Some of the earthen dams that broke during Columbia’s historic flood this month likely were not designed well, relied on suspect materials and were not properly maintained, says a Georgia Tech researcher who recently assessed the failures with a team of experts.
The research team, which included federal officials and experts from Clemson University, likened some of the dam failures in the Columbia area to levee breaches that occurred in New Orleans during Hurricane Katrina 10 years ago, Georgia Tech officials said.
Flawed dams identified by researchers included those at Cary Lake and Lake Elizabeth in Columbia, the Old Mill in Lexington and the Columbia Canal, the main water supply for thousands of city residents. They all failed during the storm. Researchers spent four days in Columbia examining numerous dams before Georgia Tech released the preliminary findings over the weekend.
One of the chief researchers, Hermann Fritz of Georgia Tech, said some of the dams in South Carolina need to be better constructed and maintained in the future. A concrete-reinforced dam at Forest Lake is an example of a sturdy design, he said. The concrete probably helped prevent the dam from failing.
One of the chief researchers, Hermann Fritz of Georgia Tech, said some of the dams in South Carolina need to be better constructed and maintained in the future. A concrete-reinforced dam at Forest Lake is an example of a sturdy design, he said. The concrete probably helped prevent the dam from failing, he said.
“Forest Lake is one that worked, compared to some of the others,” Fritz said.
Fritz said some of the most obvious problems the research team identified were at Cary Lake in the Arcadia Lakes area.
Fritz said the Cary Lake dam, by all accounts, should not have failed.
The dam at one point was refurbished in the past 30 years and should have been able to withstand the water better than some older dams that did not fail, he said. He said substandard soil could have played a role in the dam failure.
You would not expect a modern structure to fail like that. Something went wrong, either in the design or the construction or the maintenance of that dam.
Hermann Fritz of Georgia Tech
“You would not expect a modern structure to fail like that,” he said. “Something went wrong, either in the design or the construction or the maintenance of that dam.”
A sign of potential problems at Cary Lake was that the dam never was overtopped by rising water during the storm, Fritz said.
Typically, when water overtops an earthen dam, it begins to erode. In turn, that can weaken it and ultimately cause the dam to break.
The residential pond’s dam burst the morning after heavy rainfall on Oct. 4, sending a wave of water downstream that eventually washed out the bridge at Rockbridge Road and contributed to flooding for miles along Gills Creek. Thousands of people fled their homes as flood waters rose.
17 Columbia-area dams that broke during the torrential rains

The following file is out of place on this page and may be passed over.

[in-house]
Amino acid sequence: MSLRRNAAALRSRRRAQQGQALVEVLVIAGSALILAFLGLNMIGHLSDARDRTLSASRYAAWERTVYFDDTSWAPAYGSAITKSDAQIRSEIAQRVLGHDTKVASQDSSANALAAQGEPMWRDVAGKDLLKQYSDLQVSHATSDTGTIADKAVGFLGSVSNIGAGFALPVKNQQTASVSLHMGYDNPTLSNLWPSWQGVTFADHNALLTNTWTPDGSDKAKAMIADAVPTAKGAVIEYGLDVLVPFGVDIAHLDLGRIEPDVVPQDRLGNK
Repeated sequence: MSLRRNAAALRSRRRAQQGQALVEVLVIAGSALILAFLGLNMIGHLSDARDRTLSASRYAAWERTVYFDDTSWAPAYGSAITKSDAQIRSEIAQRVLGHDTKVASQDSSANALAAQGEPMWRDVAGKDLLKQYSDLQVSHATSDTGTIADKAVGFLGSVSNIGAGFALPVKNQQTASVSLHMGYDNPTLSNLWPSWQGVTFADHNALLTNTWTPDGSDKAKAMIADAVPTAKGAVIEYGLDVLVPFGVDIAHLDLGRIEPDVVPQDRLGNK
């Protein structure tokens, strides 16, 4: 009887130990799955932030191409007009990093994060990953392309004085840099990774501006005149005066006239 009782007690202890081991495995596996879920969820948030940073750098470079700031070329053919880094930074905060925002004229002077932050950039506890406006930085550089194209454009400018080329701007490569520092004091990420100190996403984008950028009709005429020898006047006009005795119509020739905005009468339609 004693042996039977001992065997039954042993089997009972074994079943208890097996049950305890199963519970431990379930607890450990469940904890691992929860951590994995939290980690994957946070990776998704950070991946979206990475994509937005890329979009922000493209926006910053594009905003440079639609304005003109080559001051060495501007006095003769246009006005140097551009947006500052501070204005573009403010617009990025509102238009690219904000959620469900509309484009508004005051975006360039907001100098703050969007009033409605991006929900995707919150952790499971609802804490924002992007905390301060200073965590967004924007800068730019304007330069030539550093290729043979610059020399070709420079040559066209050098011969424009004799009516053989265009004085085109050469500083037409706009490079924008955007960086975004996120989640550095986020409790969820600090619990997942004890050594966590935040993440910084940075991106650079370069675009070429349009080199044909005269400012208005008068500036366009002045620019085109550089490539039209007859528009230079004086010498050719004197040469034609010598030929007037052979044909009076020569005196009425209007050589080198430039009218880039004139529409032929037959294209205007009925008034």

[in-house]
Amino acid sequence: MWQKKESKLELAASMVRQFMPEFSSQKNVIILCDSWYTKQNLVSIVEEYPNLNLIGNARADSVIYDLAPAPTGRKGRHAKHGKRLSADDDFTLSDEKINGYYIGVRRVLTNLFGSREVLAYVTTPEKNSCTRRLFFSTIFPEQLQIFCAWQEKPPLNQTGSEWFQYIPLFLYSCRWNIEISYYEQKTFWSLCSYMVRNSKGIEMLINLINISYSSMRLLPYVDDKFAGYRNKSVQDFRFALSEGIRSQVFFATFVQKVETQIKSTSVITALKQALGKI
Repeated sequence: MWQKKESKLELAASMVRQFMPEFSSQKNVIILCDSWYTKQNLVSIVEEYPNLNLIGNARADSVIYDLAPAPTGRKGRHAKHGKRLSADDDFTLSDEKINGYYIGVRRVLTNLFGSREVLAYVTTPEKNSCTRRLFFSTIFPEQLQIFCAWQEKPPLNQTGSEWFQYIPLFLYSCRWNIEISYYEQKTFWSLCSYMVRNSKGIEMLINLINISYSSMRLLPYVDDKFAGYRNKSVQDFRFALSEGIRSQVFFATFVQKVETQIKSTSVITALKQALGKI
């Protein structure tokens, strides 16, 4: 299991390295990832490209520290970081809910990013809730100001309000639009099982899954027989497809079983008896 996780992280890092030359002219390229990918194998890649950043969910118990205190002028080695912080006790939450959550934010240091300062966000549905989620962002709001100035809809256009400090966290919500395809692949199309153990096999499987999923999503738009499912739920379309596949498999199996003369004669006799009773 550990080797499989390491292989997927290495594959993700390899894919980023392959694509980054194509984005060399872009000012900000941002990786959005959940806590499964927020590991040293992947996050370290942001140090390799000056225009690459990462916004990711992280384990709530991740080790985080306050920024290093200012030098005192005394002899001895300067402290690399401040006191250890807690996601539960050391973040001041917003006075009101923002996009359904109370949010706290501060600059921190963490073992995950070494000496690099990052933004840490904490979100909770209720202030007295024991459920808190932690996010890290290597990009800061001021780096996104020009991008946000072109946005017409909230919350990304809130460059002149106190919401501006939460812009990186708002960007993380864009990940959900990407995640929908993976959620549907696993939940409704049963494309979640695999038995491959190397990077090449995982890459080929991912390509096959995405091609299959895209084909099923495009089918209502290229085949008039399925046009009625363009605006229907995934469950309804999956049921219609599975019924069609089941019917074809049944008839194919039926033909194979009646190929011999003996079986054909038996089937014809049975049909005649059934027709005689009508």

Some two feet of rain fell over five days in parts of South Carolina, Georgia Tech researchers said. More than three dozen dams in South Carolina, including 17 in the Columbia-area, broke during the torrential rains.
State records show that the S.C. Department of Health and Environmental Control gave the Cary Lake dam a satisfactory rating in its 2014 inspection report. The report noted slight erosion on the downside slope that needed monitoring. But the report said the “dam is in good visible condition.’’
In an email Monday evening, department officials called the torrential rains a “1,000 year flood event” that many dams were not designed to withstand.
The department said it is continuing to assess all high-hazard and significant-hazard dams to identify problems. The agency also said Monday it had issued emergency orders for 75 dams, an action that requires water levels behind dams to be lowered and improvements made to the dams.
Meanwhile on Monday, DHEC said the Windsor Lake dam in northeast Richland County is safe, despite concerns by some residents that it is unstable. Water levels in the lake had not been lowered Monday afternoon, but DHEC said the lake’s owners have a deadline at 5 p.m. Tuesday.
Fritz, who researched levees following Hurricane Katrina in 2005, said other dams in the Midlands also had problems that his group found. All told the group focused on about 10 dams during its four-day examination, although the team looked at more structures.
Researchers took soil samples of failed dams. The group is expected to complete its research in about a month.
Among the dams with problems cited by Fritz:
▪ The Old Mill dam in Lexington was overtopped with water and eventually blew out, he said. The blowout also could have resulted because water got through a seam between two different types of materials in the dam.
▪ The Columbia Canal wall broke, apparently because it was made of varying materials, he said. Part of the wall has stone in it, but other parts of were made of earth. Water found the weak spot between the different materials and broke through, he said.
“The South Carolina flooding was characterized by local dam failures of mostly earthen dams, which was reminiscent to the aging infrastructure and poorly maintained levees in New Orleans during Hurricane Katrina 10 years ago,” Fritz said. “In both cases, earthen dams or levees were aging and poorly designed with soils of limited strength, resulting in breaches prior to reaching their design heights or being overtopped by water.’’